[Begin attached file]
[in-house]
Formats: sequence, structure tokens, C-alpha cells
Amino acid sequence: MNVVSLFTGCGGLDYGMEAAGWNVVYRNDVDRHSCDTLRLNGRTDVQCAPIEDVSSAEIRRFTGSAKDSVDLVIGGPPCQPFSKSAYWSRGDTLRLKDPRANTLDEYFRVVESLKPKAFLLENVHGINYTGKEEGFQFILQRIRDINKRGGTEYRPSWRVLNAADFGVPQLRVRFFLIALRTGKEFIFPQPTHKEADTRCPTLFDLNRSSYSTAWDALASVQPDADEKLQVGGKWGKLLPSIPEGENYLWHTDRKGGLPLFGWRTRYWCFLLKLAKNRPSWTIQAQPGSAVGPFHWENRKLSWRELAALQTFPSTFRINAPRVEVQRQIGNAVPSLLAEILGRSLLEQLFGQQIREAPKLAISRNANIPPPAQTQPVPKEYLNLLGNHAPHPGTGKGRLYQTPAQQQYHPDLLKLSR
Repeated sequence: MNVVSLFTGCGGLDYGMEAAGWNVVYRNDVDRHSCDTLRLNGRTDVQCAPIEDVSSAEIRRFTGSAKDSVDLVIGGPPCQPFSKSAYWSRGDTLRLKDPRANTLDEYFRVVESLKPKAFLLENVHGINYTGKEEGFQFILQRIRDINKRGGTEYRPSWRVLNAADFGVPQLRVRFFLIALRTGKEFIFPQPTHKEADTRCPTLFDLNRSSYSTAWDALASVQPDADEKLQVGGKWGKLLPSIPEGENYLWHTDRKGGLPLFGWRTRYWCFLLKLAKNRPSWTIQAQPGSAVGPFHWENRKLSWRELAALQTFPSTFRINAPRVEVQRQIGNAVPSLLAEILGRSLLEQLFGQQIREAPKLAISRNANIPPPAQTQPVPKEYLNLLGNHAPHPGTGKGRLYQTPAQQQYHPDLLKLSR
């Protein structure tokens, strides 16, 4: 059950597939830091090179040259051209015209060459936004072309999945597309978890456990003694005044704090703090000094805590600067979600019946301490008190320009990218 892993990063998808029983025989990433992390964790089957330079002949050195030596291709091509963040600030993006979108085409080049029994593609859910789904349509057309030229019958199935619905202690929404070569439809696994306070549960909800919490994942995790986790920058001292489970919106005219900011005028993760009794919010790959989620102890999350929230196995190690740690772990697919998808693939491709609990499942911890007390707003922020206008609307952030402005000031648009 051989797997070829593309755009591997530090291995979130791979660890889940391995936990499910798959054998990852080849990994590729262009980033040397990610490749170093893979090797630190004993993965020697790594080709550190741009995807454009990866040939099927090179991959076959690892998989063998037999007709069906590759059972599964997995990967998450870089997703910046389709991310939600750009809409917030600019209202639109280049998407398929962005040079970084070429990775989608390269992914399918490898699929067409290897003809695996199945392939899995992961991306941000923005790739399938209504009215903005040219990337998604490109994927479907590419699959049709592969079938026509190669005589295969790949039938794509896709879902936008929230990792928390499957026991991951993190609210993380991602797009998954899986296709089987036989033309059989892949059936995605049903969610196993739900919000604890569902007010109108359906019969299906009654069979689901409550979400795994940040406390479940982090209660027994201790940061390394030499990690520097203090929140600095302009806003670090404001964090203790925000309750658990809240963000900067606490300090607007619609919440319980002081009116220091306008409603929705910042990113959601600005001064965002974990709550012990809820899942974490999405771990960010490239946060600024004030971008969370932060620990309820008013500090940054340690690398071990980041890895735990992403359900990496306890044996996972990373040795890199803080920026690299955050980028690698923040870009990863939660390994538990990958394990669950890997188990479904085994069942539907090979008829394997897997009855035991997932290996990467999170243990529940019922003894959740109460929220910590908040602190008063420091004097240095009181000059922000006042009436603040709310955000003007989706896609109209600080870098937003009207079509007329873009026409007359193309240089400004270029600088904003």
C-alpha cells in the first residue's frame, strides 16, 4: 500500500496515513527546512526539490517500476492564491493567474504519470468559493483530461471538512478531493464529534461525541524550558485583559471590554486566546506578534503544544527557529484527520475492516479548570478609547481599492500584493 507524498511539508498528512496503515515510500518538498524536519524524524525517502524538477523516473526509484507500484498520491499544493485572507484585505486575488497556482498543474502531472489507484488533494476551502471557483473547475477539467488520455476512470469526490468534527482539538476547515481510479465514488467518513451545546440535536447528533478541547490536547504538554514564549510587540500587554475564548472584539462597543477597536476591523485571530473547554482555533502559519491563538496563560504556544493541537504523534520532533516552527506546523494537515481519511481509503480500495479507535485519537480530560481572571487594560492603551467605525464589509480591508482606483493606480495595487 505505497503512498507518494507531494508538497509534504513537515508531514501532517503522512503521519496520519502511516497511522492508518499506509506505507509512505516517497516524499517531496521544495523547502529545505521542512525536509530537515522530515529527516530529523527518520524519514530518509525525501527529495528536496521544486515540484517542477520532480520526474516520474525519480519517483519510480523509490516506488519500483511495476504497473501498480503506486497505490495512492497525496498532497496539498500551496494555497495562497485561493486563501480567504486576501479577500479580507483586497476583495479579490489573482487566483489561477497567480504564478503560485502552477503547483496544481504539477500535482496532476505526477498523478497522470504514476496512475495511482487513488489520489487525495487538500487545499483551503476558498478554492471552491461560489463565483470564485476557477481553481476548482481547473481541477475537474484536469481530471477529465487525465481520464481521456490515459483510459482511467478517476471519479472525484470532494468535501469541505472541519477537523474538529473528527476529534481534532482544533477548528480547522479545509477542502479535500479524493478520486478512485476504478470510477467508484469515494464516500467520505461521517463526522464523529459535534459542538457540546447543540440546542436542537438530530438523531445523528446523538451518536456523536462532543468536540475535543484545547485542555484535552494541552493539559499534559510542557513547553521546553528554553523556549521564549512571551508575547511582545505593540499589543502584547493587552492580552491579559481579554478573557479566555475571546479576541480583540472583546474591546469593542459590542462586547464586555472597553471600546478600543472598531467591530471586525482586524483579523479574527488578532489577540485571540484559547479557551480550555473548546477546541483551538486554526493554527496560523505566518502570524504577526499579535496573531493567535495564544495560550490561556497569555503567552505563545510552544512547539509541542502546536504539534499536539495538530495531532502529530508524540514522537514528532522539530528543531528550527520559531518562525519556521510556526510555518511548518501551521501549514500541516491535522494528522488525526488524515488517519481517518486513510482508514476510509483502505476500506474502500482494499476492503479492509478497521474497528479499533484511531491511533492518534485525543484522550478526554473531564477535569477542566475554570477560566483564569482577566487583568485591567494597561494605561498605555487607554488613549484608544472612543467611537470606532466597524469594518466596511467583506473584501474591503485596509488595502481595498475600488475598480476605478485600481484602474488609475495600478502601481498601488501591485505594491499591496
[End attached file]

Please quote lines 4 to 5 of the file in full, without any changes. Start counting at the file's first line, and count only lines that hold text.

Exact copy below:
Repeated sequence: MNVVSLFTGCGGLDYGMEAAGWNVVYRNDVDRHSCDTLRLNGRTDVQCAPIEDVSSAEIRRFTGSAKDSVDLVIGGPPCQPFSKSAYWSRGDTLRLKDPRANTLDEYFRVVESLKPKAFLLENVHGINYTGKEEGFQFILQRIRDINKRGGTEYRPSWRVLNAADFGVPQLRVRFFLIALRTGKEFIFPQPTHKEADTRCPTLFDLNRSSYSTAWDALASVQPDADEKLQVGGKWGKLLPSIPEGENYLWHTDRKGGLPLFGWRTRYWCFLLKLAKNRPSWTIQAQPGSAVGPFHWENRKLSWRELAALQTFPSTFRINAPRVEVQRQIGNAVPSLLAEILGRSLLEQLFGQQIREAPKLAISRNANIPPPAQTQPVPKEYLNLLGNHAPHPGTGKGRLYQTPAQQQYHPDLLKLSR
């Protein structure tokens, strides 16, 4: 059950597939830091090179040259051209015209060459936004072309999945597309978890456990003694005044704090703090000094805590600067979600019946301490008190320009990218 892993990063998808029983025989990433992390964790089957330079002949050195030596291709091509963040600030993006979108085409080049029994593609859910789904349509057309030229019958199935619905202690929404070569439809696994306070549960909800919490994942995790986790920058001292489970919106005219900011005028993760009794919010790959989620102890999350929230196995190690740690772990697919998808693939491709609990499942911890007390707003922020206008609307952030402005000031648009 051989797997070829593309755009591997530090291995979130791979660890889940391995936990499910798959054998990852080849990994590729262009980033040397990610490749170093893979090797630190004993993965020697790594080709550190741009995807454009990866040939099927090179991959076959690892998989063998037999007709069906590759059972599964997995990967998450870089997703910046389709991310939600750009809409917030600019209202639109280049998407398929962005040079970084070429990775989608390269992914399918490898699929067409290897003809695996199945392939899995992961991306941000923005790739399938209504009215903005040219990337998604490109994927479907590419699959049709592969079938026509190669005589295969790949039938794509896709879902936008929230990792928390499957026991991951993190609210993380991602797009998954899986296709089987036989033309059989892949059936995605049903969610196993739900919000604890569902007010109108359906019969299906009654069979689901409550979400795994940040406390479940982090209660027994201790940061390394030499990690520097203090929140600095302009806003670090404001964090203790925000309750658990809240963000900067606490300090607007619609919440319980002081009116220091306008409603929705910042990113959601600005001064965002974990709550012990809820899942974490999405771990960010490239946060600024004030971008969370932060620990309820008013500090940054340690690398071990980041890895735990992403359900990496306890044996996972990373040795890199803080920026690299955050980028690698923040870009990863939660390994538990990958394990669950890997188990479904085994069942539907090979008829394997897997009855035991997932290996990467999170243990529940019922003894959740109460929220910590908040602190008063420091004097240095009181000059922000006042009436603040709310955000003007989706896609109209600080870098937003009207079509007329873009026409007359193309240089400004270029600088904003």